by John Hill on July 1, 2020 at 12:00 PM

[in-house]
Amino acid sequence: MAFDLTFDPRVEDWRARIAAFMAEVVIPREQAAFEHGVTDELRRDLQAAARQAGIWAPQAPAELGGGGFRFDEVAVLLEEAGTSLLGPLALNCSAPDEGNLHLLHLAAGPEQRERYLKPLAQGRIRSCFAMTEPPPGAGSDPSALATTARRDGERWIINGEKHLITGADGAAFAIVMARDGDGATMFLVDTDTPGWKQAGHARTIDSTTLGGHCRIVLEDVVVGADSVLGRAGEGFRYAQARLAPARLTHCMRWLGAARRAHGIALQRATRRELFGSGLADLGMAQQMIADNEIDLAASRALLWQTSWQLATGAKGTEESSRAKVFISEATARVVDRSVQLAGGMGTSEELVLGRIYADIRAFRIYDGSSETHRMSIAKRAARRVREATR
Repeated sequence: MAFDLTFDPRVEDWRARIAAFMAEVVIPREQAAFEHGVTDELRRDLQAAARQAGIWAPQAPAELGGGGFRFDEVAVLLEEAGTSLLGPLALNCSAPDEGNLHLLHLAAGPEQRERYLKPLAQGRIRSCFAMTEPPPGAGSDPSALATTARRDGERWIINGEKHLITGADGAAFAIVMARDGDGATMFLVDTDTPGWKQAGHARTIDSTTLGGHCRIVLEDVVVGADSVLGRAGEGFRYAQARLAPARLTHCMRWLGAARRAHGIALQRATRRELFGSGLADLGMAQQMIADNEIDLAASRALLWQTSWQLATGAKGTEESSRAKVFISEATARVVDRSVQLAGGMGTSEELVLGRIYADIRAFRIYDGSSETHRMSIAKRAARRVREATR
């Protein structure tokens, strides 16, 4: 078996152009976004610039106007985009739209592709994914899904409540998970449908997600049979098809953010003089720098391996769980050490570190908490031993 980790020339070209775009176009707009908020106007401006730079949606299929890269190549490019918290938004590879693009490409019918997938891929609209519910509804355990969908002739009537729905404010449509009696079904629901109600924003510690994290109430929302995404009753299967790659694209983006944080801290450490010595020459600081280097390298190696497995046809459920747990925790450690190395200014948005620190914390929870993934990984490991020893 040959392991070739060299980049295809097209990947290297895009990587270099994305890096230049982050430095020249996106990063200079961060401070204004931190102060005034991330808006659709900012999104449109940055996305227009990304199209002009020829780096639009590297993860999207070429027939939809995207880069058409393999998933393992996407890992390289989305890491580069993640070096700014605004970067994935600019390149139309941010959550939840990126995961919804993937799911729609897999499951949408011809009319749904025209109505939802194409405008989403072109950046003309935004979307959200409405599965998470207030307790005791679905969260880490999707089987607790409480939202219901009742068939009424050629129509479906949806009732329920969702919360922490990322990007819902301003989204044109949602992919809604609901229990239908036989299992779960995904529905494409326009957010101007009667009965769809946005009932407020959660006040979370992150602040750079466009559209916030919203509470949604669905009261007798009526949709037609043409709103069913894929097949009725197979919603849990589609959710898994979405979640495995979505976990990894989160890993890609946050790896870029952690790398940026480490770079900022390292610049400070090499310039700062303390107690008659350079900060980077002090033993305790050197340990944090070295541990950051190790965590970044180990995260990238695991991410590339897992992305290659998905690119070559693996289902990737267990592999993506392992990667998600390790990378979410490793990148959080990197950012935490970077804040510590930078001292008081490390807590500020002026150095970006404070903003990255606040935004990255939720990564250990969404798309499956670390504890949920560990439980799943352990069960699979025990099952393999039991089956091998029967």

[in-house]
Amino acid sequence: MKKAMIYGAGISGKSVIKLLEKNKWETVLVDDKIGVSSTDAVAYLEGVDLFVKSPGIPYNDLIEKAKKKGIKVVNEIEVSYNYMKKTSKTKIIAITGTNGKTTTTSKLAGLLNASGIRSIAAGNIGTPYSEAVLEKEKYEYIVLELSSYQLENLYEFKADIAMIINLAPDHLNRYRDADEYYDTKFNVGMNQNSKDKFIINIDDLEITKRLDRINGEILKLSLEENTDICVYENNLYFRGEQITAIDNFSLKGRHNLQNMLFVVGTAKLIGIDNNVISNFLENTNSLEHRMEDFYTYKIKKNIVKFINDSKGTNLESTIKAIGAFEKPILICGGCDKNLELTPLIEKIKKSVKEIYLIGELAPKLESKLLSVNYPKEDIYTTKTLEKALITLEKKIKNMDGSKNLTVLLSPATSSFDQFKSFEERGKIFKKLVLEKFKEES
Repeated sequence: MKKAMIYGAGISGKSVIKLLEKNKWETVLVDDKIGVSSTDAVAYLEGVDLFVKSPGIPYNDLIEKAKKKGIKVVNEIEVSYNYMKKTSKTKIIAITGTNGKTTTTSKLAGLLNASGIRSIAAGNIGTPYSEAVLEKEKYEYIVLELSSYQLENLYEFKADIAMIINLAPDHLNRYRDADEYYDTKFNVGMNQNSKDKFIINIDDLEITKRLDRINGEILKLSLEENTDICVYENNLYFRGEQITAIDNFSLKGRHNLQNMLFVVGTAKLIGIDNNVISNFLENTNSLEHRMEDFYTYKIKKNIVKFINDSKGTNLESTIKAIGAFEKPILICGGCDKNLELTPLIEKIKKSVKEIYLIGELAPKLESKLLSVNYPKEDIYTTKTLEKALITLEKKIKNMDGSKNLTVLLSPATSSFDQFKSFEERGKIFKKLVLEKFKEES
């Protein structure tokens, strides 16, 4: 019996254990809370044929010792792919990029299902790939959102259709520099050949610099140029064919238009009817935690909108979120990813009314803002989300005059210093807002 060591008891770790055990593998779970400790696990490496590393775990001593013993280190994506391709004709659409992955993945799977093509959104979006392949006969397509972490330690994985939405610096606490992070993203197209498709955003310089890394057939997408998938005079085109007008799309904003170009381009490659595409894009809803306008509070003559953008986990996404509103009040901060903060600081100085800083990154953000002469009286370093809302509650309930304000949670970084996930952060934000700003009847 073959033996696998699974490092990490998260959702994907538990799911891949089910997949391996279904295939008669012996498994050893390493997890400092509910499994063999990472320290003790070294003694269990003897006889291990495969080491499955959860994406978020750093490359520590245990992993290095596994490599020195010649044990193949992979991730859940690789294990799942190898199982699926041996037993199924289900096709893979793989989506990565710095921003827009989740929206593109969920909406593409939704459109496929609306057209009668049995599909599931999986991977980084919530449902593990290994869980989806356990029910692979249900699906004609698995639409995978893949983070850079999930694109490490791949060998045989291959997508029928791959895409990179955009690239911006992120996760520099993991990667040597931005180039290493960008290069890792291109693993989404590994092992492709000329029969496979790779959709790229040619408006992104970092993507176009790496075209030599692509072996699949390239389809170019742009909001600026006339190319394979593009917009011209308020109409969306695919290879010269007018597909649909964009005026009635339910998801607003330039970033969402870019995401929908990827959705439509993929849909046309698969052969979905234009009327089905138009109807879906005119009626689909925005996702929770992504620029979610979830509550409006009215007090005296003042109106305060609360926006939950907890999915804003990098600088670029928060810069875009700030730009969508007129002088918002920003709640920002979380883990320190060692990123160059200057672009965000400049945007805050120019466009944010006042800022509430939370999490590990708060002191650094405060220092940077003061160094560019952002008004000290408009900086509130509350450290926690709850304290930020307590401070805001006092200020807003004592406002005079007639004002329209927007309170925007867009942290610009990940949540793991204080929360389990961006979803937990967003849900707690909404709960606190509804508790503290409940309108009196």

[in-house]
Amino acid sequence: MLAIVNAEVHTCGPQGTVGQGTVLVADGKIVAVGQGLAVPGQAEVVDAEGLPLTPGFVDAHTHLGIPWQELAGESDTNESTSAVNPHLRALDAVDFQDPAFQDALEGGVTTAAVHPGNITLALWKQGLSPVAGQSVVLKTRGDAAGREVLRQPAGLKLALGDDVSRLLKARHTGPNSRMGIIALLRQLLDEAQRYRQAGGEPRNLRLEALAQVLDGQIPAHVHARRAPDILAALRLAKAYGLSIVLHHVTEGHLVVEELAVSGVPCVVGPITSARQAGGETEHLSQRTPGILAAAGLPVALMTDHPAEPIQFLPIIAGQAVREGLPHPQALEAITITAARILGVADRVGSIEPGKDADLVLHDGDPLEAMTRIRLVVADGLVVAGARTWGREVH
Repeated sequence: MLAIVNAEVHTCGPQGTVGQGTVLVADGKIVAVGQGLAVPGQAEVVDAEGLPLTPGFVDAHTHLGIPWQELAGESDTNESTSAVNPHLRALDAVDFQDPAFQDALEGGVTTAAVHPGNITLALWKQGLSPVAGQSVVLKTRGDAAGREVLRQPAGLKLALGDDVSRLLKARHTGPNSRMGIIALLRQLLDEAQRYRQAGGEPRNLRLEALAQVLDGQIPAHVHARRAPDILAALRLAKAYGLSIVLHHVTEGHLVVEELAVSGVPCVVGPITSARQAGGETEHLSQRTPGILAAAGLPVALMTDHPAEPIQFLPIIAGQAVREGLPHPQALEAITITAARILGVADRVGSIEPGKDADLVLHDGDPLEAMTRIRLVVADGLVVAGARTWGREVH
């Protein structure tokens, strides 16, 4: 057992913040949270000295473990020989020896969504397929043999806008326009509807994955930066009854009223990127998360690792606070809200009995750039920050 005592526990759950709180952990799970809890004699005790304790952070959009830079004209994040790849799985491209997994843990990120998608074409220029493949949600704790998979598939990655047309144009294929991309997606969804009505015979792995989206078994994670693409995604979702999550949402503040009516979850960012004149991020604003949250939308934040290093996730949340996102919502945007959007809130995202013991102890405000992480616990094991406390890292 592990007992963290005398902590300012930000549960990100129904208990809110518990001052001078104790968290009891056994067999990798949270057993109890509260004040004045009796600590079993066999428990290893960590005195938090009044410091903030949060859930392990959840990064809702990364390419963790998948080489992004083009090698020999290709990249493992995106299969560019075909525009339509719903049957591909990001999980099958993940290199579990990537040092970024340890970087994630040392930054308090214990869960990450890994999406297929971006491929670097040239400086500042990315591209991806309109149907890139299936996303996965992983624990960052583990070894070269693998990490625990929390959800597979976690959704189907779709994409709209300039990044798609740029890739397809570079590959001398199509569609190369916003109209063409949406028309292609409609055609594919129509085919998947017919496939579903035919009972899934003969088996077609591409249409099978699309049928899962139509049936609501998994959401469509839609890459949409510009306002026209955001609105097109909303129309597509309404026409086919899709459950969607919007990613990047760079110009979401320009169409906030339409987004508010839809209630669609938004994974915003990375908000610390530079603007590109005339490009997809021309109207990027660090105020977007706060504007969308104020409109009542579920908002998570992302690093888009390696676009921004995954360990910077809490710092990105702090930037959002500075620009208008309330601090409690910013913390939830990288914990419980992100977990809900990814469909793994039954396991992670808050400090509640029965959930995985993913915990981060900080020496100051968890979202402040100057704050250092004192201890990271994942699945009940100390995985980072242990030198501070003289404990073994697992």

City Lust: London Guangzhou Lagos Dubai HoustonCharlie KoolhaasScheidegger & Spiess, April 2020Hardcover | 8 x 11-3/4 inches | 412 pages | 354 illustrations | English | ISBN: 978-3858818041 | $59.00PUBLISHER'S DESCRIPTION:City Lust is a timely dialogue between words and images about a crucial moment in our recent history: the apotheosis of globalization and its current unraveling. In this book, Charlie Koolhaas—an artist, photographer, and writer—takes us to London, Guangzhou, Lagos, Dubai, and Houston, cities in which she has either lived or worked. Her personal and humorous account explores the rapid changes taking place in these culturally vastly different metropolises that are being united by the influences of global trade and the evolution of a shared global culture.A captivating combination of photographic documentary and written testimony, City Lust portrays a global landscape that contradicts the current pessimism—to reveal unexpected creativities, connections, and collective references that emerge despite huge global and economic divides.Charlie Koolhaas lives and works as an artist, photographer, and writer in Rotterdam, the Netherlands. She has taught at various universities internationally, such as Sandberg Instituut in Amsterdam, Strelka Institute in Moscow, ETH Zurich, and Harvard Graduate School of Design.REFERRAL LINKS:    dDAB COMMENTARY:On page 232, in the section of City Lust devoted to Dubai, is a photograph Charlie Koolhaas (daughter of architect Rem) took of a box of perfume sitting on a shelf. It is, as is apparent in the first spread below, labeled "City Lust" and carries a stylized skyline of a generic city of high-rises. In the text opposite the photograph, Koolhaas says the box that mimics the design of the Sex and the City perfume was "remade by a Chinese product designer hoping to communicate the sense of hedonism and urbanity that might appeal to women around the world ready to embrace 'Western values.'" Although the perfume that apparently inspired the name of this book might be a far cry from one's first impression upon hearing the phrase (I thought the book would be the passionate document of a passionate city-lover), it really does sum up what Koolhaas is trying to do with her diary of photographs and words. Through documentary-like images of a handful of cities around the world and personal experiences described in words, City Lust captures the paradoxes of contemporary life, namely a diversity of cultures clashing with a homogenizing Western capitalism.I'll admit that Koolhaas's photographs do not strike me as traditionally beautiful or even in some cases telling; at times I'm at a loss as to what was so interesting to make her take some of the photographs. But the images make complete sense when digested with her words. Koolhaas's writing — clear and sharp, humorous and honest — serves to "frame the world through a perspective" rather than record reality, as she admits in the section on Lagos, in which she explains why she contextualizes her images with her experiences. Some of the experiences are harrowing, such as a a run-in with police in Houston that confirmed the fear Koolhaas felt beforehand, given the state's open-carry gun laws, and led her to return to Europe. All of the experiences work with the photographs to describe places where the friction of cultural, economic, and other factors rub up against each other to create lived realities where considerations of authenticity, beauty, or other aesthetic concerns are just preposterous. Photos of perfume bottles, ugly buildings, uglier highways, and other subjects might not convey why some people lust for cities, but they certainly describe how cities accommodate so many people of different religions, ethnicities, and levels of income. It's an ugly mess beautifully captured in Koolhaas's images and words.SPREADS: